Chlorhexidine, CHX, is often prescribed in rinse form (.12% chx) for patients exhibiting periodontal disease and cavity risk. The chlorhexidine is used temporarily to reduce the bacteria levels in the mouth and thus reduce disease. CHX works better than Listerine because it has substantivity to stay in the mouth working longer. It binds to molecules and hard/soft tissue surfaces to have a longer duration. Chemically, it binds to bacteria and prevents the transfer of ions and minerals across the bacteria membrane, effectively starving the bacteria by disrupting its membrane transport. CHX has been shown to reduce Gingivitis and plaque by near 50%. Temporary use is recommended to prevent the formation of resistant strains of bacteria, and due to side effects such as taste, tooth staining (removable), and increased tarter formation.

2. Another cause of bleeding is gingivitis, often as a result of insufficient self-care whether due to negligence or inability. Gingivitis is a result of a bacterial infection of the gums. Just as cavities are formed, gingivitis is formed by bacteria. These microorganisms begin in plaque, and proceed to invade the gum tissues near the tooth when the plaque is not routinely removed. Bacterial continue to thrive and change composition to more pathogenic (disease causing) bacteria the longer they are allowed to stay. The byproduct of bacteria is a type of acid which lacerates the gum tissue. Once this happens, bacteria spreads deeper into gums causing an infection. The body host response is to send blood to the area containing many white blood cells, immunoglobins, mast cells, and lymphocytes. This body reaction is why we see inflammation, redness, and swelling of gums. Thankfully, this is all reversible using the above mentioned self-care techniques. However, if left untreated, gingivitis, a form of periodontal disease may easily progress to periodontitis which is NOT reversible.
Periodontitis involves destruction of the attachment apparatus which holds the teeth in place. Basically, the destruction of bone, which will not come back without expensive and intrusive surgery. Periodontitis is the leading cause of tooth loss making losing teeth due to periodontal disease a very real concern. It is caused initially by the same bacteria causing gingivitis. As the gingivitis progresses to destroy gum tissue near the tooth, the underlying bone will begin to recede. The body's response to combat this infection triggers bone destroying osteoblasts to activate. This is why periodontitis is considered to be more dependent on the individual's body than the actual bacteria, once the infection has begun. These areas where the bacteria has destroyed gum and bone is often referred to as periodontal pockets. The pocket being the space between the tooth and the gums which is what the dental hygienist or dentist will measure with a special miniature measuring device called a probe. this device measures in millimeters. Pockets directly related to periodontal disease measuring over 4 milimeters of depth is commonly indicative of early disease. The probe is also used to measure the amount of bone loss that has occured. Any amount bone loss is considered disease (milimeters speak miles in dentistry).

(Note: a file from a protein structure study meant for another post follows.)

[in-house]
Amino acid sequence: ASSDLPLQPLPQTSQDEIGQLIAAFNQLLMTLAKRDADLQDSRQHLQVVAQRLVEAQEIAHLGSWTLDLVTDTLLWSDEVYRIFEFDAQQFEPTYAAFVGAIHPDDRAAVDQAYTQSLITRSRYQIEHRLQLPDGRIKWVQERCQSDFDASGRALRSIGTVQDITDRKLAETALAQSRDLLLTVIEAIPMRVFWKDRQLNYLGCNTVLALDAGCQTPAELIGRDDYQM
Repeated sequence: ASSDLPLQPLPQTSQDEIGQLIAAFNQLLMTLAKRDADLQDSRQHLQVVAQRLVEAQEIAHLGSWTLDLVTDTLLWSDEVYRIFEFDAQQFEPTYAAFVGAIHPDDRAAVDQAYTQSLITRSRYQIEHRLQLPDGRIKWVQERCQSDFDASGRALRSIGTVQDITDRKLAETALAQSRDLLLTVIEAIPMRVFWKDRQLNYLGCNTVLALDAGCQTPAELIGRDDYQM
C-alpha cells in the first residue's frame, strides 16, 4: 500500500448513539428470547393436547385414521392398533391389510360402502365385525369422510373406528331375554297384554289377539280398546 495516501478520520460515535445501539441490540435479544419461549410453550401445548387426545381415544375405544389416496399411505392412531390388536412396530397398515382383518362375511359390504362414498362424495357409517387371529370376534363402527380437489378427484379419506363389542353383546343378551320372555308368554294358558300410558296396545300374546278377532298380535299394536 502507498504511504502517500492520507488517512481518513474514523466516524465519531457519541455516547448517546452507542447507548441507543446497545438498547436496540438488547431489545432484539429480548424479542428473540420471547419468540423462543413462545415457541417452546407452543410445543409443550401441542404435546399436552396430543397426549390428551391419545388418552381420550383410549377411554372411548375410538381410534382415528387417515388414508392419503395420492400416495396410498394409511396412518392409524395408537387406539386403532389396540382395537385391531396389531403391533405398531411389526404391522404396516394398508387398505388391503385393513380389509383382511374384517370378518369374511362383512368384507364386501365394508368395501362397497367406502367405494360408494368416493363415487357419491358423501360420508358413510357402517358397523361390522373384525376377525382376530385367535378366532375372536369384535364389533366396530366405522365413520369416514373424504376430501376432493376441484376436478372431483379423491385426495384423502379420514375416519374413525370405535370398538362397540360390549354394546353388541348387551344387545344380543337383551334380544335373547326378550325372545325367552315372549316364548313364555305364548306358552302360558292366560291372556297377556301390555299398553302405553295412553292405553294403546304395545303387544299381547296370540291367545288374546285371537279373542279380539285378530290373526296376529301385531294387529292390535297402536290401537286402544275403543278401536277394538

Remember, this all began due to a bacterial infection, generally plaque in origin which may have been preventable with proper-self care. Because periodontitis (bone loss) is irreversible, the hygienist and dentist will work with you to control the disease and maintain oral health to prevent further progression of the disease. This is termed Periodontal Maintenance. At appointments, the dental professional will use a number of fine area specific instruments to reduce the level of disease and irritants around roots and tooth anatomy to promote healing and prevent further destruction. However, the success of any treatment is depending on the patients ability to take proper self-care measures at home, to control his or her own disease and will to maintain their oral health. The dr. or hygienist will talk with you about a number of different aids to assist you with proper patient orientated realistic goals for good oral health.
If the level of disease is beyond maintainable levels, referal to a periodontist (a periodontal disease specialist) and surgery may be recommended to prevent the loss of teeth (keeping true real teeth is always preferred over prosthetic replacement).
3. A last possibility of bleeding gums is systemic conditions, such as pemphigoid which is an autoimmune disorder.

Regular visits with your dentist and hygienist are imperative to maintaining good oral health and the prevention of disease. The link between oral health and overall health is becoming increasingly evident with the results of newer research, further increasing the importance of oral health. They will help with oral cancer screening, cavity detection and prevention, self-care techniques, and motivation to keep you and your teeth healthy for a lifetime!

Robert Sibell
Dental Hygienist, B.S. RF
University of Minnesota